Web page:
allen said...

I've participated in a 36 hour read-a-thon of the jame Joyce book
and I've read parts of the Selfish Gene by Dawkins - He's a brilliant man, but I think he is a bit of a jerk. His latest books where he uses evolution to disprove the existance of god is obnoxoius.
I believe in evolution and am at best an agnostic, but I don't feel that the point of science is to argue against faith anymore than I believe the point of faith is to be afraid of what science might discover. These two diciplines are far from mutually exclusive.

judith ellis said...

"I don't feel that the point of science is to argue against faith anymore than I believe the point of faith is to be afraid of what science might discover. These two disciplines are far from mutually exclusive."

I agree with this statement. Faith is belief; one cannot argue it. Science is study; it is proved and disproved again and again. Man has not infinite knowledge of either. Understanding both is a continuous discovery process. This is what's most beautiful about both faith and science.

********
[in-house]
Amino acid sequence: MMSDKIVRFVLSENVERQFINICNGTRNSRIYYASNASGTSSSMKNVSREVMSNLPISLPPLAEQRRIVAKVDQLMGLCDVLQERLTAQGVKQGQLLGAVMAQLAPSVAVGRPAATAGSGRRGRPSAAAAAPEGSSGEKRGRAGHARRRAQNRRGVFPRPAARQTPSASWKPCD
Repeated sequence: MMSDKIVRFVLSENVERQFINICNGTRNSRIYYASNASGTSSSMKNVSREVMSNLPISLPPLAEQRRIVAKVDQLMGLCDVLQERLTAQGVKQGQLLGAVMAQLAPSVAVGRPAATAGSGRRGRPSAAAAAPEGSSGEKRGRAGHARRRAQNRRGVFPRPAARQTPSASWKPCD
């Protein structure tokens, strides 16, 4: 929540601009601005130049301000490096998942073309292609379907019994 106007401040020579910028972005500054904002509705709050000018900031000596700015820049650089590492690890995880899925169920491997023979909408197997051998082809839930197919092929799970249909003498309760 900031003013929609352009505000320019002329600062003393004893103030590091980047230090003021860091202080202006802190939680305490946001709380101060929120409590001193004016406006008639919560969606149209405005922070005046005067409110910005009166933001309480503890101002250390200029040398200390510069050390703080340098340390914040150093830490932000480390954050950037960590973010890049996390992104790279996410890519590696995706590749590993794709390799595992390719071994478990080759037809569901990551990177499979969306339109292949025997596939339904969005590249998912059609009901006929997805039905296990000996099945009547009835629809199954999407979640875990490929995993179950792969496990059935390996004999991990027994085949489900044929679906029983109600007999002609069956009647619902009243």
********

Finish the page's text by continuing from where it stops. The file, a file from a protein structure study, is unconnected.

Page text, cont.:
Regarding science and faith being "far from mutually exclusive," I have written here of the Stephen Hawking meeting at the Vatican. The Pope and Hawking made similar statements. Hawking is most brilliant, not to mention that he did not let his impediments hinder him. I like the way he does not close any doors, neither did the great Charles Darwin. I have written of both here, the latter more than once.

I am a Christian who believes in evolution and choice. Your point above is much appreciated. I have not read the Dawkins book. But I'll order it. I also think he's brilliant.